Archive of Topic: Energy Modeling

Patel, Serena

Ser­ena is an Energy Engi­neer­ing major at UC Berke­ley, where she is engaged in num­ber of activ­i­ties, including:

Work­ing at the Stu­dent Envi­ron­men­tal Resource Cen­ter under the Zero Waste Research Cen­ter to help food ven­dors achieve zero waste goals, cre­at­ing a cul­ture of zero waste within the stu­dent body through edu­ca­tion, and con­duct­ing research on com­postable plas­tics recycling.

Dur­ing the Spring 2018 semes­ter Ser­ena is lead­ing a group of 9 stu­dents in work­ing with the local non­profit, Grid Alter­na­tives, to install solar pan­els on low income fam­ily homes in Sali­nas, Cal­i­for­nia dur­ing spring break. Her respon­si­bil­i­ties include co-​​facil­i­tat­ing a class about energy access, equity, energy pol­icy, and solar energy tech­nol­ogy in Cal­i­for­nia as well as coor­di­nat­ing hous­ing, fundrais­ing, and trans­porta­tion to the location.

In RAEL Ser­ena is focus­ing on the design, oper­a­tion, power sys­tems opti­miza­tion, and social impacts of the clean energy mini-​​​​grid pow­er­ing the Human Needs Project in Kib­era, Kenya.”

Jiang, Kelly

As an under­grad­u­ate Kelly was invited to work as a GSR to com­pile data on decen­tral­ized renew­able energy (DRE) in part­ner­ship with Power for All (P4All) as part of a larger effort to research and to build the case for uni­ver­sal elec­tric­ity access by 2025 through dis­trib­uted renew­able energy.  In this project Kelly is work­ing with Dr. Rebekah Shirley and Pro­fes­sor Dan Kam­men of UC Berke­ley Energy and Resources Group.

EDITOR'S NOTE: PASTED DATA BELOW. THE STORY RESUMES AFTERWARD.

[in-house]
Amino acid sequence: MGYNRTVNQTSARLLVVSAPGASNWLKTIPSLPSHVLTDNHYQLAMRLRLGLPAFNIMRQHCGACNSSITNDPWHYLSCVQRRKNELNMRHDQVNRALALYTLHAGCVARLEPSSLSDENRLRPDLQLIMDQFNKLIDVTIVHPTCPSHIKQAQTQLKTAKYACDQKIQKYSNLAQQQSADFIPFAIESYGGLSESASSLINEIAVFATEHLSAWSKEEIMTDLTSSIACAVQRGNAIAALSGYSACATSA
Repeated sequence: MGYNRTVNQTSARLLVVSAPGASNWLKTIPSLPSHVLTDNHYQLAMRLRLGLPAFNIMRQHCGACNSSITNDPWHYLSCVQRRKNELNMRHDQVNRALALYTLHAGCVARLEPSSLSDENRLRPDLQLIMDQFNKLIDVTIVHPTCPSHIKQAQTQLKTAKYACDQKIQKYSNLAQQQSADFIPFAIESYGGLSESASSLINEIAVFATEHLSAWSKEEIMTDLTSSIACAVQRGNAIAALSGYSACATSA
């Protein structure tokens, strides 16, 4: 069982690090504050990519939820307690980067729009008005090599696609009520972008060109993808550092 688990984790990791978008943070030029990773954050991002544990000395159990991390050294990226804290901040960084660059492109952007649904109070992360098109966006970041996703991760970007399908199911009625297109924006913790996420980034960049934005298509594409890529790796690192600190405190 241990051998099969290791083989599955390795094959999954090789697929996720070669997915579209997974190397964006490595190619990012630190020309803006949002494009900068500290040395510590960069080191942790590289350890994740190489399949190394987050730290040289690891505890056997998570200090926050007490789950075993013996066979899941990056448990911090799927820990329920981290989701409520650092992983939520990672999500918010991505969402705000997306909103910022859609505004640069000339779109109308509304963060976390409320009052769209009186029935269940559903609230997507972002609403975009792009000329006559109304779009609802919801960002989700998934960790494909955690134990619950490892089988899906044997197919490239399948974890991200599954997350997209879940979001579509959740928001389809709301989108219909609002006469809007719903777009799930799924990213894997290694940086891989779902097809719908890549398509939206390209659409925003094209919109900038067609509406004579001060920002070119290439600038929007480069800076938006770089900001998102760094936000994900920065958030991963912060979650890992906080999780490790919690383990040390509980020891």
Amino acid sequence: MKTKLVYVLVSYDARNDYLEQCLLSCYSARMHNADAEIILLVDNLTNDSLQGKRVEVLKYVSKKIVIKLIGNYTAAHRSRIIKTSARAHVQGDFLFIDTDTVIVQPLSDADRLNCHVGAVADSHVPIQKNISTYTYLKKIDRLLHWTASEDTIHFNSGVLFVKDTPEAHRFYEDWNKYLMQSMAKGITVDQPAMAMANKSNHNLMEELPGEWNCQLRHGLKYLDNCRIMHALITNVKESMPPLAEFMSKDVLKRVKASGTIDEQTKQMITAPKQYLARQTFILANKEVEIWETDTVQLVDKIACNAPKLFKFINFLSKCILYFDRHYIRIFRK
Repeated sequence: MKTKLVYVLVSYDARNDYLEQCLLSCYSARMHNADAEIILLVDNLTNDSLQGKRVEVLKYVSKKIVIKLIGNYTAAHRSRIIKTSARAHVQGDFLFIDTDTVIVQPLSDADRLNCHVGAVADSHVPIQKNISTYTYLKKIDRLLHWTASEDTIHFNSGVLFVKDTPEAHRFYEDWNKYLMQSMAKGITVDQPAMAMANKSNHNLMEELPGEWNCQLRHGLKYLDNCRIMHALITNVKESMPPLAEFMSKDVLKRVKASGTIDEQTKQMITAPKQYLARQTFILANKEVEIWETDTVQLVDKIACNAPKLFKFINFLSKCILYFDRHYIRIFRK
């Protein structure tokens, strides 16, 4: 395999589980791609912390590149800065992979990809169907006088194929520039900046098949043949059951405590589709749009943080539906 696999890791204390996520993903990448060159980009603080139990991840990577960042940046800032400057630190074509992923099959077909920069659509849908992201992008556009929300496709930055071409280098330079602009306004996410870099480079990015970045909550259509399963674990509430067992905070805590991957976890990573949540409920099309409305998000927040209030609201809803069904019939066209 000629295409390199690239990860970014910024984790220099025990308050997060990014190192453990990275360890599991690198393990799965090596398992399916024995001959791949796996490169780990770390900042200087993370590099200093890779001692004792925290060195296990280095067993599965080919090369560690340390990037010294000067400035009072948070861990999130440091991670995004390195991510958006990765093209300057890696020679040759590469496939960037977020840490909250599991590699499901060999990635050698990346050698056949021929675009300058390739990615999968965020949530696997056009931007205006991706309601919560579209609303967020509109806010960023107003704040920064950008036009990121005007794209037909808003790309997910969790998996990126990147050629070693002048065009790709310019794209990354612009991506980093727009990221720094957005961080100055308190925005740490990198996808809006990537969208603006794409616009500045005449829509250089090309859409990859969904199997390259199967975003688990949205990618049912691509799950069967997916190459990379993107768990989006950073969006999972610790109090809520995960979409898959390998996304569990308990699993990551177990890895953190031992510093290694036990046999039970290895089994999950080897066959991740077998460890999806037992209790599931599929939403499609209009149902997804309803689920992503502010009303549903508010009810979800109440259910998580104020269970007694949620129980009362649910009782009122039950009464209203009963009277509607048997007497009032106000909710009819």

In the Spring of 2018 Kelly is also a Vis­it­ing Stu­dent and mini-​​grid research stu­dent at the State Key Lab­o­ra­tory of Trans­mis­sion Equip­ment and Sys­tem Secu­rity and New Tech­nol­ogy at Chongqing Uni­ver­sity where she is super­vised by Pro­fes­sor Minyou Chen of the School of Elec­tri­cal Engineering.

Best, Dennis V.

Den­nis has focused his career on tech­nol­ogy and sus­tain­abil­ity pol­icy in emerg­ing and devel­op­ing economies. His research inter­ests include tech­nol­ogy and inno­va­tion pol­icy and impacts to resource and rural devel­op­ment, tech­nol­ogy trans­fer and the polit­i­cal econ­omy of land use man­age­ment. He has led pro­grams with the Paris based Inter­na­tional Energy Agency, as an offi­cial of the OECD, work­ing with emerg­ing economies on energy tech­nol­ogy pol­icy and con­tribut­ing to the Agency’s analy­sis of energy, envi­ron­ment and cli­mate poli­cies (specif­i­cally work­ing col­lab­o­ra­tively with China and other tran­si­tion economies in explor­ing long-​​term clean energy options, includ­ing advanced bioen­ergy, car­bon seques­tra­tion and neg­a­tive emis­sions sys­tems.) Prior to liv­ing in Berke­ley, he spent five years in France, and seven years in Bei­jing, China – advis­ing gov­ern­ment and indus­trial clients on sus­tain­abil­ity and tech­nol­ogy deploy­ment ini­tia­tives. He holds a BA in polit­i­cal sci­ence (inter­na­tional rela­tions) and a con­cen­tra­tion in East Asian stud­ies from the Uni­ver­sity of Cal­i­for­nia, Los Ange­les (UCLA).